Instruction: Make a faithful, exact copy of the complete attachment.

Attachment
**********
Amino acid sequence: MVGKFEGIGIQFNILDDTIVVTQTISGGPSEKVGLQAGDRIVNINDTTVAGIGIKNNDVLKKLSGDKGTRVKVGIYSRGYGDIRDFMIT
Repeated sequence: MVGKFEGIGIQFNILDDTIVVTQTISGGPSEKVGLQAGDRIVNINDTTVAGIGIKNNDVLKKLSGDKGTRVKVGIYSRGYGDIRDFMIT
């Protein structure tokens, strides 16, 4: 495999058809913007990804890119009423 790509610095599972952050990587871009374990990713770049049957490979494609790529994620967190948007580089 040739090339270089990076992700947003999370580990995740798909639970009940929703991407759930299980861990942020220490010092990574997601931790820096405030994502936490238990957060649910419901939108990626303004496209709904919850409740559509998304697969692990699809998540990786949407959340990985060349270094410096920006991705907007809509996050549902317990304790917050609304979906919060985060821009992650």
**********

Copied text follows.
Amino acid sequence: MVGKFEGIGIQFNILDDTIVVTQTISGGPSEKVGLQAGDRIVNINDTTVAGIGIKNNDVLKKLSGDKGTRVKVGIYSRGYGDIRDFMIT
Repeated sequence: MVGKFEGIGIQFNILDDTIVVTQTISGGPSEKVGLQAGDRIVNINDTTVAGIGIKNNDVLKKLSGDKGTRVKVGIYSRGYGDIRDFMIT
């Protein structure tokens, strides 16, 4: 495999058809913007990804890119009423 790509610095599972952050990587871009374990990713770049049957490979494609790529994620967190948007580089 040739090339270089990076992700947003999370580990995740798909639970009940929703991407759930299980861990942020220490010092990574997601931790820096405030994502936490238990957060649910419901939108990626303004496209709904919850409740559509998304697969692990699809998540990786949407959340990985060349270094410096920006991705907007809509996050549902317990304790917050609304979906919060985060821009992650």